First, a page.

Tagged virusscan

AWNB will now feature a ‘McAfee Issues’ category

After careful consideration and a review of my postings, I’ve come to the inevitable conclusion that I need a category related directly to McAfee, purveyors of the fine VirusScan Enterprise product I’ve come to know and love so well. Heavens to Betsy, how will I ever convert all of those posts seamlessly and quickly? With the Armenian Eagle’s Category Converter plugin–one of the best WP plugins out there–of course. First in line, though, is upgrading to WP 2.1 (Ella), which is a real pain with all the hacked javascript going on on this blog.
wordpress, category converter, plugin, wp, virusscan, mcafee, armenian eagle, wordpress 2.1

“Could not start CMA process” error in McAfee VirusScan Enterprise 8.0i with ePolicy Orchestrator (ePO)

The school I work at is lucky enough to have a site license for McAfee VirusScan Enterprise 8.0i, working in concert with McAfee ePolicy Orchestrator (ePO). As anti-virus software goes, McAfee makes the best (and more importantly, updates it every hour), even though it causes its share of headaches. One of these headaches is the “Could not start CMA processes” error that crops up from time to time, seemingly at random. The culprit is in fact ePO, which places a log file in “…\Documents and Settings\All Users\Application Data\Network Associates\Common Framework\Db” and then goes ahead and messes itself all up, forcing you to reinstall it…then begins the fun. Every time you try and reinstall it, even forcing the install, it fails miserably.

The quick way to your temp folder…
temp folder

The error message, however, does point you to the NAILogs folder in your Temp folder. You can get there easily by going to Start -> Run -> %temp% -> Ok. Open the NAILogs folder. If the log shows an error to the effect that it couldn’t create the “Db” folder in “Common Framework,” simply go back to the “Application Data” folder and toast the “Network Associates” folder. Then, reinstall ePO and watch it work perfectly.

On a side note, this file is the target mentioned in a vulnerability disclosure listed on knowledge.mcafee.com entitled McAfee ePolicy Orchestrator Information Disclosure Vulnerability [NAI29993]. Apparently, a remote machine can access the log file through a web page, if the setting to allow such a thing is turned on. Turn it off, and you’re fine.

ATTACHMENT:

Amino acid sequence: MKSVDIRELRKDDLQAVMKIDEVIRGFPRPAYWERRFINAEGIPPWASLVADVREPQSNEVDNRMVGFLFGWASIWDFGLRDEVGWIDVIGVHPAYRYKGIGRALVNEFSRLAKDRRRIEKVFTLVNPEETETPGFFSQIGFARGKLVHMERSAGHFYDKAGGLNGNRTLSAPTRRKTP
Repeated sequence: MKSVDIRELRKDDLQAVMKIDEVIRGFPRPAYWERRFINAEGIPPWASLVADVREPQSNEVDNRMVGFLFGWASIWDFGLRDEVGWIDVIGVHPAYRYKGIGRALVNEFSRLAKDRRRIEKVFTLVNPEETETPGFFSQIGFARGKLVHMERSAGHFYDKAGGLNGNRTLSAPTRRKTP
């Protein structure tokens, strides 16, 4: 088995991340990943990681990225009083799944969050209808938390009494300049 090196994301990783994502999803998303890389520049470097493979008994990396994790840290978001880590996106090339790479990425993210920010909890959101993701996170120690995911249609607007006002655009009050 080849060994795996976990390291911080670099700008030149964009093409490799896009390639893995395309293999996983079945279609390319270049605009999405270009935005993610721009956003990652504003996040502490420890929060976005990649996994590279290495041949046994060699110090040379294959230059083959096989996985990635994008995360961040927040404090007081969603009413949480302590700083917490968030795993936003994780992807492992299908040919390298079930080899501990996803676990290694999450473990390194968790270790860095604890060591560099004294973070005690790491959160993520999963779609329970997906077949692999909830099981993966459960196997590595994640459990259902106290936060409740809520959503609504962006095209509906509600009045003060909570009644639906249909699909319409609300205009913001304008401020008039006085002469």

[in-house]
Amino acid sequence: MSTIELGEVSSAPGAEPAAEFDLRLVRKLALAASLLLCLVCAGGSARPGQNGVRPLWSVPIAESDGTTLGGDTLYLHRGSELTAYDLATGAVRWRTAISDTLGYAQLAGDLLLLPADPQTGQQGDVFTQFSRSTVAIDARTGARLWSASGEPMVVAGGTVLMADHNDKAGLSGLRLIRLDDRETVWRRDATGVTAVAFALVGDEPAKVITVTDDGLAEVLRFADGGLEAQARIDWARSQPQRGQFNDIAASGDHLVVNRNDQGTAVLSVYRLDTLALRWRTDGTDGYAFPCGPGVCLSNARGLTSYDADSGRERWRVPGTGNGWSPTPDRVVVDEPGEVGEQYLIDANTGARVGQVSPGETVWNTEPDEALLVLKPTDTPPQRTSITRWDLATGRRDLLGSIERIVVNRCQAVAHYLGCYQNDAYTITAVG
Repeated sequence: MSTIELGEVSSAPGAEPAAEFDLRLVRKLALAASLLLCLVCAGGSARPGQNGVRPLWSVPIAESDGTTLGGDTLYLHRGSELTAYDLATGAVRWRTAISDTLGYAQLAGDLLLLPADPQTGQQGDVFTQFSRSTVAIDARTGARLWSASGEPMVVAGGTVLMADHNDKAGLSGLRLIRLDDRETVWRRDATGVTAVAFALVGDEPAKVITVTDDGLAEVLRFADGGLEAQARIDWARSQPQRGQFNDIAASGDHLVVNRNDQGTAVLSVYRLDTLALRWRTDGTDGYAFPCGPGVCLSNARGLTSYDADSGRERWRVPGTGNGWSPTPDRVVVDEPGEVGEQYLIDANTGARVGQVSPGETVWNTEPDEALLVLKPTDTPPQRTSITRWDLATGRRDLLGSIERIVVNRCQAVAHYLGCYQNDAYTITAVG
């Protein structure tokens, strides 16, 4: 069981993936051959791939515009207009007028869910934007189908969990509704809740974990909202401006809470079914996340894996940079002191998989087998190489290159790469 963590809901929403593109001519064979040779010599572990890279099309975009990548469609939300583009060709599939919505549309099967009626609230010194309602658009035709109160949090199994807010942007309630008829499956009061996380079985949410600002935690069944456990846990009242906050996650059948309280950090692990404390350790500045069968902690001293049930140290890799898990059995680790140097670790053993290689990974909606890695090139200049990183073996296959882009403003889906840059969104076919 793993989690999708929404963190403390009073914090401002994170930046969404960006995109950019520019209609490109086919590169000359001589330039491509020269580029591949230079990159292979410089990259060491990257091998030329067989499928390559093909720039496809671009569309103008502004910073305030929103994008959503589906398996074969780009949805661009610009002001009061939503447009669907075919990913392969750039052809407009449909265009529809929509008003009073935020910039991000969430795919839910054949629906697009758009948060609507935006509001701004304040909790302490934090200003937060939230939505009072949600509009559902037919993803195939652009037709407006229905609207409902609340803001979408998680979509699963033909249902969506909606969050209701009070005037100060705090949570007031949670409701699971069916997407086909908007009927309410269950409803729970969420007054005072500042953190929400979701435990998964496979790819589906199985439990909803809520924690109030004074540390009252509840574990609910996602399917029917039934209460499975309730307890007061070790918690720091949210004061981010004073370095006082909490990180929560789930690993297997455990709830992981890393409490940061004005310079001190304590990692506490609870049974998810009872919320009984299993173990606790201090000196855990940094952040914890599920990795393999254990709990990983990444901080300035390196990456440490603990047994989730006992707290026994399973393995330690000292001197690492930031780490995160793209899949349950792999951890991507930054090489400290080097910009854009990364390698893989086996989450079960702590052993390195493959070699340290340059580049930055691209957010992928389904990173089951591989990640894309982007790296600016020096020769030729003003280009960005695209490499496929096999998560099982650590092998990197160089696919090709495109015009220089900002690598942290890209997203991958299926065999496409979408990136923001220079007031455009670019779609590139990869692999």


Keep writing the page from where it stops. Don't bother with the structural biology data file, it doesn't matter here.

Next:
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Killing a system process or service in an MSI with InstallShield 11.5

TASKKILL.EXE (artist rendition)

When creating installers, it’s often necessary to stop running processes before beginning the actual install. For example, while creating an install of McAfee’s VirusScan Enterprise 8.0i, I discovered I needed to kill about 10 different processes associated with the free trial of McAfee Security Center and Personal Firewall that’s been showing up on all the new Dell laptops being shipped to my work. The trial is seriously insidious, since declining the free 90-day offer and closing all the appropriate windows, andexiting from anything McAfee-like in the system tray does nothing to stop those processes. They just keep on going, unless you end them from the Task Manager.
Now, for the purposes of rolling out VirusScan Enterprise to over 1,000 computers in the course of a few days, it would be rather impractical to ask users with varying degrees of computer savvy to terminate processes in a designated order prior to installing VSE.
Now, InstallShield has the built-in ability to call VBscripts within a Windows Installer (MSI), and you can launch a batch file from the installer easily by calling cmd.exe, as described on this MacroVision support page.
However, I found the VBscript solution was limited in its scope, as the ability to terminate a process does not extend to services. In order to kill a service (or SYSTEM process), you need to write a separate VBscript to kill services, since the command to terminate a process in userland will not translate over.
As to the batch file approach, you need to install the file first, then run it, since you can’t stream it into the binary data, so it plays havoc with your installer if you need to terminate processes before you copy files.
After trying a few batch files launched from the command line, and meeting with varying degrees of failure (probably due to my ignorance of proper sequencing), it occurred to me that there was a really simple way around this mess: taskkill.
Taskkill, otherwise known as the command I was launching from the batch file I was copying over to the destination machine in a nested MSI, can be launched in InstallShield 11.5 quite easily. Basically, you point the Working Directory over to the [SystemFolder] in a Custom Action, where taskkill.exe lives on every Windows NT based system. Then, enter the following command line:

“[SystemFolder]taskkill.exe” /f /im (processname)

In other words, to kill notepad.exe, type:

“[SystemFolder]taskkill.exe” /f /im Notepad.exe

Remember to set the Custom Action to ‘Synchronous (Ignores exit code)’ to avoid erroring out because of a lack of response from taskkill.exe after it terminates the designated process. I suggest placing these actions immediately after the CostFinalize action in the Execute sequence of the standard install.
Using this method, I was able to easily kill all 10 processes running with McAfee’s free trial software, and toast the software itself by running its uninstaller. An elegant and simple solution, arrived at through truly miserable and misguided trial and error.

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